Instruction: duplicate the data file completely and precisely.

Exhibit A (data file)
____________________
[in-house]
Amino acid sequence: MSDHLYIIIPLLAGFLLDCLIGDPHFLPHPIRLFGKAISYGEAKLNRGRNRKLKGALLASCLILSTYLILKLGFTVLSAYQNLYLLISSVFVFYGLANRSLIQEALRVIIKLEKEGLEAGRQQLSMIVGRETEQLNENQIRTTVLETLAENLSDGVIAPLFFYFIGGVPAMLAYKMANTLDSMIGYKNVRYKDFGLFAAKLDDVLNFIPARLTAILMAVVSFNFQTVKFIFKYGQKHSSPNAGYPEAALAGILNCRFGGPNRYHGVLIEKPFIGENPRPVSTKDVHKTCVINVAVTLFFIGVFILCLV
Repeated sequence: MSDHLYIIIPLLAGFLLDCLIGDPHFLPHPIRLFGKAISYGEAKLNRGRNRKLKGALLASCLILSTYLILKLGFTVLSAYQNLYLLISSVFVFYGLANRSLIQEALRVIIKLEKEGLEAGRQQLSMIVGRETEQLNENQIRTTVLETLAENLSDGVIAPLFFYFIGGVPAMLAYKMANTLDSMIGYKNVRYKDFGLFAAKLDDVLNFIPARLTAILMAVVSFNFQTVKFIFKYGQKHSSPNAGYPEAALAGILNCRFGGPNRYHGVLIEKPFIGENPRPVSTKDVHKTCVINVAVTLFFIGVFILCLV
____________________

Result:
[in-house]
Amino acid sequence: MSDHLYIIIPLLAGFLLDCLIGDPHFLPHPIRLFGKAISYGEAKLNRGRNRKLKGALLASCLILSTYLILKLGFTVLSAYQNLYLLISSVFVFYGLANRSLIQEALRVIIKLEKEGLEAGRQQLSMIVGRETEQLNENQIRTTVLETLAENLSDGVIAPLFFYFIGGVPAMLAYKMANTLDSMIGYKNVRYKDFGLFAAKLDDVLNFIPARLTAILMAVVSFNFQTVKFIFKYGQKHSSPNAGYPEAALAGILNCRFGGPNRYHGVLIEKPFIGENPRPVSTKDVHKTCVINVAVTLFFIGVFILCLV
Repeated sequence: MSDHLYIIIPLLAGFLLDCLIGDPHFLPHPIRLFGKAISYGEAKLNRGRNRKLKGALLASCLILSTYLILKLGFTVLSAYQNLYLLISSVFVFYGLANRSLIQEALRVIIKLEKEGLEAGRQQLSMIVGRETEQLNENQIRTTVLETLAENLSDGVIAPLFFYFIGGVPAMLAYKMANTLDSMIGYKNVRYKDFGLFAAKLDDVLNFIPARLTAILMAVVSFNFQTVKFIFKYGQKHSSPNAGYPEAALAGILNCRFGGPNRYHGVLIEKPFIGENPRPVSTKDVHKTCVINVAVTLFFIGVFILCLV